The use of AI to filter out CVs without the “right” keywords or the "required" amount of experience is going to disadvantage people. Or using AI to watch recruitment videos and filter out the “bad” ones is not going to advantage disabled people. AI often misinterprets facial expressions of some disabled people and speech recognition AI struggles to decipher words from other types of disabled people. The use of AI in the recruitment process does not create an environment that is objective. Thus, reinforcing the reality that AI perpetuates bias against disabled people.

AI takes out the “human factor”. The use of creative thinking capabilities which can identify reasons as to why Candidate X is a viable option despite not using the preferred language, keywords, or having the “right” amount of experience.

Those of us in the disabled community, who have limited job experience, are never going to be able to break into an industry where AI is the first step to acceptable candidate engagement or selection.

There are claims that AI algorithms are more efficient and less biased than humans. Thus, the aim of AI in recruitment is to reduce the conscious and unconscious biases that humans have. The difficulty is that if the concept of bias is ill-defined to the algorithm, it can cause the AI to replicate that bias or even magnify it. An example of this, was back in 2018 Amazon created an AI tool for their recruitment process. It had to be discarded because it showed bias against women, despite efforts to rectify that. The discussion around gender bias, as well as racial or age prejudice has been around since before the implementation of AI’s role in recruitment. But disability has barely entered the conversation. Disabled people are, so often, underrepresented during discussions about AI.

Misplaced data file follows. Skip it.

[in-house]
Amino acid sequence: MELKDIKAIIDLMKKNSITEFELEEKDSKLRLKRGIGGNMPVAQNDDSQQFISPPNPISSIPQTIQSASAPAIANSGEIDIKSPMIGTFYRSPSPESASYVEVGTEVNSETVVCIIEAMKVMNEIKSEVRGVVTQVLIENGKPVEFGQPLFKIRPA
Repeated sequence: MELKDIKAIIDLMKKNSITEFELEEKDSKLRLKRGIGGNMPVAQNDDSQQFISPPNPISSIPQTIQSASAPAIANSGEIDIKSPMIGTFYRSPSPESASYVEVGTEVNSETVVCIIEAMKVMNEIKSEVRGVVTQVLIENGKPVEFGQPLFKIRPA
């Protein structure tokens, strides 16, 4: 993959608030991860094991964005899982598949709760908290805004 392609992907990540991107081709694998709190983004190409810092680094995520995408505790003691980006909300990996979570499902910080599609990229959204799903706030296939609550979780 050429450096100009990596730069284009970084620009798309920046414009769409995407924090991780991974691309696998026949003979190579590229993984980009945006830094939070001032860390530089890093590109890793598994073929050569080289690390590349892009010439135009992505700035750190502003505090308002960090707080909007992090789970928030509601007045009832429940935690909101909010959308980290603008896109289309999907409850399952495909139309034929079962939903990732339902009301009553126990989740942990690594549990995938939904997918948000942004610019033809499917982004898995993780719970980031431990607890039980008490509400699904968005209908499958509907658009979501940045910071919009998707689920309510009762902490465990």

To understand why, disabled people are discriminated against in algorithms depends on how the humans writing the algorithm define disability. Therefore, human bias is affecting the algorithm from its inception. As most of society currently sits within the medical model of disability, which views people as being disabled because of their diagnosis or their impairment. This view then impacts on the algorithm.

Employers who are unaware of the benefits that disabled people bring to an organisation can create a bias against disabled candidates, as they believe that “non-disability” is essential for productivity. This all bleeds into the creation of algorithms that reflect entrenched biases against disabled people.

AI algorithms struggle to process disabilities, especially in terms of emotional analysis in faces or recognising voice and speech patterns, because those disabilities are removed from, or not inserted into, the AI dataset. In fact, AI algorithms that assess the natural language sentiments of people, tend to rate the mere mention of disability as being negative or even toxic.